The plants, which originate in Asia, usually germinate quickly. Mostly, the first green shoot apexes show up after 2 weeks. Due to the fact that not every seed reliably casts out, it is advisable to bring out as much seeds as possible. When the germ buds have reached a height of about 8 cm, they can be choked and be resettles into a separate pot.

A spoon has been proven useful for this action. This avoids damages of the root. The stress of the young plant is reduced. A small drop of bitterness which is directly connected to the sowing: Plants cultivated by seeds have a late blooming period. It is known that it took some exemplars 10 years to show their flowerage.

Planting

The roots of the camellias are shallow and run only few centimetres below the ground. This needs to be taken into account for the choice of the tub. In wide pots, the plants can spread and absorb easily water and nutrients. To impede the overly growth of sub terrestrial plant parts, the pot should have a size at most 5 cm bigger than the root ball. The material of tub is of secondary importance. Plastic pots become brittle over time but they can be transported easily and effortlessly.

Before inserting the plant, a drainage should be installed at the bottom of the tub. This consists of porous, non-decaying material such as lava split, clay fragments or pebble stones. To unfold the function of the layer, it should have a height of ca. 4 cm. Directly above this, the drainage is covered with 5 cm of substrate.

  • cautiously release the roots of the camellia from old substrate
  • grant the plant a bath in lukewarm water for 15 minutes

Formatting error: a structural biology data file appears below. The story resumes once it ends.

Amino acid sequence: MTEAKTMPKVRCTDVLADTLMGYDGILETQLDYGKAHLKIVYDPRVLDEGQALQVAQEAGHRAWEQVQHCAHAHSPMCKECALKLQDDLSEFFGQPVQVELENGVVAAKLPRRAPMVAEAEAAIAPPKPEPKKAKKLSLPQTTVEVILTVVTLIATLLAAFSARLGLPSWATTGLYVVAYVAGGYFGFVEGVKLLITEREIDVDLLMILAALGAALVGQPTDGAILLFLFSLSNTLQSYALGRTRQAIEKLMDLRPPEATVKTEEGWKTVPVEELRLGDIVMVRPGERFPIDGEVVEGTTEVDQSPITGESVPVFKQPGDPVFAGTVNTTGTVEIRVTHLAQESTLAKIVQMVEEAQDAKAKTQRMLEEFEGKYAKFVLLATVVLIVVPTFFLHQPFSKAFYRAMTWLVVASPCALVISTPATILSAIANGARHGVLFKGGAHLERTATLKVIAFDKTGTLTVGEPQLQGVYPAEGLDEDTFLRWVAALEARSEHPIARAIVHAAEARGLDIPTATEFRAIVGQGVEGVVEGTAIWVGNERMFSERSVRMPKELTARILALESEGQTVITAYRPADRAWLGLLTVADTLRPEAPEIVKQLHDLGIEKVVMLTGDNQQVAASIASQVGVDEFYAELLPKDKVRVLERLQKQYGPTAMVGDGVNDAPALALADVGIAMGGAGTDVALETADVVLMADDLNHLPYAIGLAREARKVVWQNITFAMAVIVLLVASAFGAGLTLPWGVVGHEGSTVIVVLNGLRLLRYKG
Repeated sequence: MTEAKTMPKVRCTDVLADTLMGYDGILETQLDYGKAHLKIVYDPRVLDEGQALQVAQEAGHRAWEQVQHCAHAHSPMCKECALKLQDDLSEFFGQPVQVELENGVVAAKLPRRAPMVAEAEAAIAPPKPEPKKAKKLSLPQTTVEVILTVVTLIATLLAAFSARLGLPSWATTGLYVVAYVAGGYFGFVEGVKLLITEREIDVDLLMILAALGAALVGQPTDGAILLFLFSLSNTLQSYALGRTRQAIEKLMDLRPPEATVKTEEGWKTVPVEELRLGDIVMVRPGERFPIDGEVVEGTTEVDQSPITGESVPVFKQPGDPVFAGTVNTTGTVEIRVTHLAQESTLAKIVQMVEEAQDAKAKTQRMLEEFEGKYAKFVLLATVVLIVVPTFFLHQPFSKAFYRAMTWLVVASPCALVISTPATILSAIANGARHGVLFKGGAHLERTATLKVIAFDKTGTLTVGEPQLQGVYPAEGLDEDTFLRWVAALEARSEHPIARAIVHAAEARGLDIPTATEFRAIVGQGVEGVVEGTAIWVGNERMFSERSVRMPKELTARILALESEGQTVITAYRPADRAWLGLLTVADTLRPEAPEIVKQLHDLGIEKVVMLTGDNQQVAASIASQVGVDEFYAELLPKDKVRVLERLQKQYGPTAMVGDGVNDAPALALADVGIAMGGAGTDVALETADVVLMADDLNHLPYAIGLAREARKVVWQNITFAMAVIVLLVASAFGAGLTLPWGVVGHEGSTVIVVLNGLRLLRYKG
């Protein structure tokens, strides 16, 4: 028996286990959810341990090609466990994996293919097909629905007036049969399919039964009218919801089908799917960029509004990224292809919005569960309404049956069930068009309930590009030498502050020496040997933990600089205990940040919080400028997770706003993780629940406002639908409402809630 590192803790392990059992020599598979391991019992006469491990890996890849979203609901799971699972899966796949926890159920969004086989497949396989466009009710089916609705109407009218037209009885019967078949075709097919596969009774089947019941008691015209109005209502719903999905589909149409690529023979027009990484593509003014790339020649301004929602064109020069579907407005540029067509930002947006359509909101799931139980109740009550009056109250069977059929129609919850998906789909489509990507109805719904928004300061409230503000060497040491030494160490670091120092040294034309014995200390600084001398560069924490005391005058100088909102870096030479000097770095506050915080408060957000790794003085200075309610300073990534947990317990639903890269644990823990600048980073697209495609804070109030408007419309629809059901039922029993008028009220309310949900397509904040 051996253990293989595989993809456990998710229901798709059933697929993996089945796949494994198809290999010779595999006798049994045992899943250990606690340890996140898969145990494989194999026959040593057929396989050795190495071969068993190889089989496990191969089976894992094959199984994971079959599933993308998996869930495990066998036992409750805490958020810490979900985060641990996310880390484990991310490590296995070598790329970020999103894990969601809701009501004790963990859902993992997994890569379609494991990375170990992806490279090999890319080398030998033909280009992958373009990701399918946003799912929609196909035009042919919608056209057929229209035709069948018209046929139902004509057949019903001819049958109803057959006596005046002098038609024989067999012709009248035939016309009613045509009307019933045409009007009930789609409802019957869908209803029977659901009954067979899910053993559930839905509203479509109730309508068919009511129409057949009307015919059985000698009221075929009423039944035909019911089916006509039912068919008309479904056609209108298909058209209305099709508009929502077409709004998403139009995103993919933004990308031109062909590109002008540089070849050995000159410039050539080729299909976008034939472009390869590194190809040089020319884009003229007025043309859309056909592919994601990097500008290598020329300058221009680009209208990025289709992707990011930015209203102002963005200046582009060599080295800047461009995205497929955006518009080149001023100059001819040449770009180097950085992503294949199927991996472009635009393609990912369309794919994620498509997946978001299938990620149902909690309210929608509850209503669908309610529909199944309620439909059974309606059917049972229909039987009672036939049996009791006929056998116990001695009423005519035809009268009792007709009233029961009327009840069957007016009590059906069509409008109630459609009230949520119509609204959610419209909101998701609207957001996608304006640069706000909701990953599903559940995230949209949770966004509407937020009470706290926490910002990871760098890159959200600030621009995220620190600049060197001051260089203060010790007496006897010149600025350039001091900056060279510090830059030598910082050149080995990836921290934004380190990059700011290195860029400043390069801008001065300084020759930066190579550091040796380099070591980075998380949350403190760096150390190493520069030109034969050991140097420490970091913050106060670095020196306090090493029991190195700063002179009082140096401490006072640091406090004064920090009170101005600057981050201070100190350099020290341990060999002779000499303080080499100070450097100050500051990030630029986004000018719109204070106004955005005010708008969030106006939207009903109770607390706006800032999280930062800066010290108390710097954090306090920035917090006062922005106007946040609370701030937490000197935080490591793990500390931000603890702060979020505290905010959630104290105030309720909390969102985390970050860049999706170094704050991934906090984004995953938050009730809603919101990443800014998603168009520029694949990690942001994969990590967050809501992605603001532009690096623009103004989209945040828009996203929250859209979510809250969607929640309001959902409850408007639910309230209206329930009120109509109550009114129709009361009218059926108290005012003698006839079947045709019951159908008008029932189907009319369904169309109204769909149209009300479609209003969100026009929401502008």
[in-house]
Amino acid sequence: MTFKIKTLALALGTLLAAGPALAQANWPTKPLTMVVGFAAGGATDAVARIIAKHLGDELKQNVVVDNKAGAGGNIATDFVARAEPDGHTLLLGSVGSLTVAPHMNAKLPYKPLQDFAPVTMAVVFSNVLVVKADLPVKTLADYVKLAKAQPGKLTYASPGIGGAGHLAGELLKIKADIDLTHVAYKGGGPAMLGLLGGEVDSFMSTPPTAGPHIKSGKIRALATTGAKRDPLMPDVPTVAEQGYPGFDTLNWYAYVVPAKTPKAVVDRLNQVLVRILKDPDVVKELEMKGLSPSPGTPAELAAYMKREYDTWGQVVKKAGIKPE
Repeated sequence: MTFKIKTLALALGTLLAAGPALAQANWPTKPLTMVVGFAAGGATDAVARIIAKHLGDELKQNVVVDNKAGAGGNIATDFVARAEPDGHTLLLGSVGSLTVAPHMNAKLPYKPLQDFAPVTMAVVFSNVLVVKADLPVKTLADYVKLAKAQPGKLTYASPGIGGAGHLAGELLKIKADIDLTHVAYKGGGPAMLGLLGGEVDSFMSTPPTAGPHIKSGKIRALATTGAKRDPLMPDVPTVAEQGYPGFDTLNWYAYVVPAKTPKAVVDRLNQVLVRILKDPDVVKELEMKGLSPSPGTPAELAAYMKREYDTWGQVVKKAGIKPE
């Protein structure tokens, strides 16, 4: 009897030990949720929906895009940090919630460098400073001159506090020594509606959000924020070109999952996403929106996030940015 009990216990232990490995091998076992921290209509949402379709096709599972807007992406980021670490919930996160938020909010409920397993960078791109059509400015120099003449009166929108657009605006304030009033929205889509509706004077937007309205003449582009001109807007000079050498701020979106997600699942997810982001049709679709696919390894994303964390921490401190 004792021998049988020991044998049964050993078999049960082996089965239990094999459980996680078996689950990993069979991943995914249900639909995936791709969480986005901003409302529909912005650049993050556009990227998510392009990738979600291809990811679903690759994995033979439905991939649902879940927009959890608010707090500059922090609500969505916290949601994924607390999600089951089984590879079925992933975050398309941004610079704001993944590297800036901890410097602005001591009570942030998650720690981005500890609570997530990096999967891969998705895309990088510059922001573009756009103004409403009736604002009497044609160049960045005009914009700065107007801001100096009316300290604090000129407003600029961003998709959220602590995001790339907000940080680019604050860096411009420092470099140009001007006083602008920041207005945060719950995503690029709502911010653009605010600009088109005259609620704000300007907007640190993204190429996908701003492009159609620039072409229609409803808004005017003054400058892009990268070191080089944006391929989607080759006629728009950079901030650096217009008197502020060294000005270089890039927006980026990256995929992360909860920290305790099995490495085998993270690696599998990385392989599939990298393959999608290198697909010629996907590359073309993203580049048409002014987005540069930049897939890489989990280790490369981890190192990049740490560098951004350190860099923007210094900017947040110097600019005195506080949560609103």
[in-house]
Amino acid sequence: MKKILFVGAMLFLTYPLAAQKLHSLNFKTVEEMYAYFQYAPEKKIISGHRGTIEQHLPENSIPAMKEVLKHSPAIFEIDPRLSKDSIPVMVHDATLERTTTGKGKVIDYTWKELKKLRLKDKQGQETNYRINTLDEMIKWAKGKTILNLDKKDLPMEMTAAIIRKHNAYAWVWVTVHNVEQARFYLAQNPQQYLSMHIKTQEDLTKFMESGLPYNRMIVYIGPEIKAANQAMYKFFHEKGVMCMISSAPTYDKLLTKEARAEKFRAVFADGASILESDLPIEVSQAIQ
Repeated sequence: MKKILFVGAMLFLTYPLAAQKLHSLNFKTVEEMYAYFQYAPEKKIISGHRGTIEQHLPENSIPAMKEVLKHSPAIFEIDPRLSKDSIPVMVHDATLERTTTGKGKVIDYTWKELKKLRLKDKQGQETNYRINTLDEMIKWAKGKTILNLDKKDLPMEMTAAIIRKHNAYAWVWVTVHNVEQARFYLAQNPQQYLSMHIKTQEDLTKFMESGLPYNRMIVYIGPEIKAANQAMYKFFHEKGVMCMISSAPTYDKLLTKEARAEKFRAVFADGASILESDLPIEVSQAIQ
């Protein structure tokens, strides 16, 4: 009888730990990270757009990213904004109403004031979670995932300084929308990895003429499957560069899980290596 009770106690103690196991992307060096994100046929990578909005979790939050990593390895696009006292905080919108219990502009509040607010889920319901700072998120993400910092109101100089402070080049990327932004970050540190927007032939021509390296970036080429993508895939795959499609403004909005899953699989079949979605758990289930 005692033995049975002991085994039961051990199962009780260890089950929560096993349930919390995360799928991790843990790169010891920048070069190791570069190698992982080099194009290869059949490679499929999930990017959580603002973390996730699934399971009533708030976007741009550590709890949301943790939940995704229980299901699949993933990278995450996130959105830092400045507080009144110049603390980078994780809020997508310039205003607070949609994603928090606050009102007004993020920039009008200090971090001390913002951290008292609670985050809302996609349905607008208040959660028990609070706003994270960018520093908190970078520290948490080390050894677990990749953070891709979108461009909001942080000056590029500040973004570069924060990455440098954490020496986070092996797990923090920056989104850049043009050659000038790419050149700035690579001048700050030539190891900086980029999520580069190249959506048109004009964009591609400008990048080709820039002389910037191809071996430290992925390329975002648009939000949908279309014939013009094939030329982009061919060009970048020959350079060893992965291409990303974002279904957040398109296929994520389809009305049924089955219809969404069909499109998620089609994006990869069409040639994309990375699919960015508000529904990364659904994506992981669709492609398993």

• insert the plant into the new pot
  • refill empty spots with fresh soil
  • water strongly

Camellia Japonica with delicate pink blossom

A general statement when camellia should be repot cannot be made. It is profitable to completely replace the substrate every 2 to 3 years. While doing so, you can slightly shorten the roots of the camellia japonica. The plant is not harmed by this.

The outdoor planting is carried out similarly. The whole should have twice the size of the root ball. Slightly untighten the surrounding ground and insert the plant. Under opportune climate conditions the camellias evolve into fancy shrubs. A minimal distance of about 50 cm between the plants has been proven beneficial. For a cultivation in hydroponics, camellias are only conditionally suitable.

Reproduction

During the warm summer months is easy to reproduce camellias by shoots. The recovery of the plant starts in early July. To speed up the formation of roots, a slightly lignified sprout needs to be chosen. Older parts of the plants are more “headstrong”. It is not always possible to reliably breed a new plant from them.

  • separate the shoots of a length of 5 to 8 cm with a sharp knife
  • remove the leaves of the bottom part completely
  • coat the bottom part with a rooting powder
  • insert the sprouts in lean soil
  • keep the substrate equally humidified
  • the location should be light and warm

The shoots of camellias prefer a high air humidity. This preference can be easily fulfilled with tiny greenhouses. Optionally, a perforated film, which is put over the pot, can be used. Shashlik spits or toothpicks avoid that the material comes into direct contact with the substrate. The film must be removed for at least half an hour each day.